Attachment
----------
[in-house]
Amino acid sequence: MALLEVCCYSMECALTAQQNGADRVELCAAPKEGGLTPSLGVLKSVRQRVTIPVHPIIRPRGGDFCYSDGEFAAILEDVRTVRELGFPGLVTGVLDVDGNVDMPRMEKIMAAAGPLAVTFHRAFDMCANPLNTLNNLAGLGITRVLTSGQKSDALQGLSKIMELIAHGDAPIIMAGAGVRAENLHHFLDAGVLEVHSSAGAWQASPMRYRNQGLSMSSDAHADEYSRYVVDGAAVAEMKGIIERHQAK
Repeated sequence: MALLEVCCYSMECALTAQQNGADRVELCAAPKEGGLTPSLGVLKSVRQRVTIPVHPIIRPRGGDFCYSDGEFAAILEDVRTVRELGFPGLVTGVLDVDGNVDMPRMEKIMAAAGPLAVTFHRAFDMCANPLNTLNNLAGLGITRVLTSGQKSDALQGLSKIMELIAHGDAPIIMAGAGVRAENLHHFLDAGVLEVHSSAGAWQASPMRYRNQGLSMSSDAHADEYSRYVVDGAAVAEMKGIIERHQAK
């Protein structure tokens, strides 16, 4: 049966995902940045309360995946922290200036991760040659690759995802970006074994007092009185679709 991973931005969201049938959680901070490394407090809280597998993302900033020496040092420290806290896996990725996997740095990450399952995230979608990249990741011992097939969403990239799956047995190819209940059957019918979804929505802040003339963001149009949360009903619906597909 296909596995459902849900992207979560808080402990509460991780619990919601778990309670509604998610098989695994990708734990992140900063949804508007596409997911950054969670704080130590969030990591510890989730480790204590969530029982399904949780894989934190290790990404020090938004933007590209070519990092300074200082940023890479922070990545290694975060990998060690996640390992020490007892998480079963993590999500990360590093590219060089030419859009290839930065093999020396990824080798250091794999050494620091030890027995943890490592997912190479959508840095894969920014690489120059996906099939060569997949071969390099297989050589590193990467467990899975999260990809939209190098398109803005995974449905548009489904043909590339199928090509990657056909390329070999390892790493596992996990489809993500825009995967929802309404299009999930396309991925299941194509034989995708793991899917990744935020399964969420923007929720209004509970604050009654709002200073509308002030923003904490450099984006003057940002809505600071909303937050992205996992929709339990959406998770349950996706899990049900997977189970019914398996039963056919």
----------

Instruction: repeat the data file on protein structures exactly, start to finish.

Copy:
[in-house]
Amino acid sequence: MALLEVCCYSMECALTAQQNGADRVELCAAPKEGGLTPSLGVLKSVRQRVTIPVHPIIRPRGGDFCYSDGEFAAILEDVRTVRELGFPGLVTGVLDVDGNVDMPRMEKIMAAAGPLAVTFHRAFDMCANPLNTLNNLAGLGITRVLTSGQKSDALQGLSKIMELIAHGDAPIIMAGAGVRAENLHHFLDAGVLEVHSSAGAWQASPMRYRNQGLSMSSDAHADEYSRYVVDGAAVAEMKGIIERHQAK
Repeated sequence: MALLEVCCYSMECALTAQQNGADRVELCAAPKEGGLTPSLGVLKSVRQRVTIPVHPIIRPRGGDFCYSDGEFAAILEDVRTVRELGFPGLVTGVLDVDGNVDMPRMEKIMAAAGPLAVTFHRAFDMCANPLNTLNNLAGLGITRVLTSGQKSDALQGLSKIMELIAHGDAPIIMAGAGVRAENLHHFLDAGVLEVHSSAGAWQASPMRYRNQGLSMSSDAHADEYSRYVVDGAAVAEMKGIIERHQAK
């Protein structure tokens, strides 16, 4: 049966995902940045309360995946922290200036991760040659690759995802970006074994007092009185679709 991973931005969201049938959680901070490394407090809280597998993302900033020496040092420290806290896996990725996997740095990450399952995230979608990249990741011992097939969403990239799956047995190819209940059957019918979804929505802040003339963001149009949360009903619906597909 296909596995459902849900992207979560808080402990509460991780619990919601778990309670509604998610098989695994990708734990992140900063949804508007596409997911950054969670704080130590969030990591510890989730480790204590969530029982399904949780894989934190290790990404020090938004933007590209070519990092300074200082940023890479922070990545290694975060990998060690996640390992020490007892998480079963993590999500990360590093590219060089030419859009290839930065093999020396990824080798250091794999050494620091030890027995943890490592997912190479959508840095894969920014690489120059996906099939060569997949071969390099297989050589590193990467467990899975999260990809939209190098398109803005995974449905548009489904043909590339199928090509990657056909390329070999390892790493596992996990489809993500825009995967929802309404299009999930396309991925299941194509034989995708793991899917990744935020399964969420923007929720209004509970604050009654709002200073509308002030923003904490450099984006003057940002809505600071909303937050992205996992929709339990959406998770349950996706899990049900997977189970019914398996039963056919």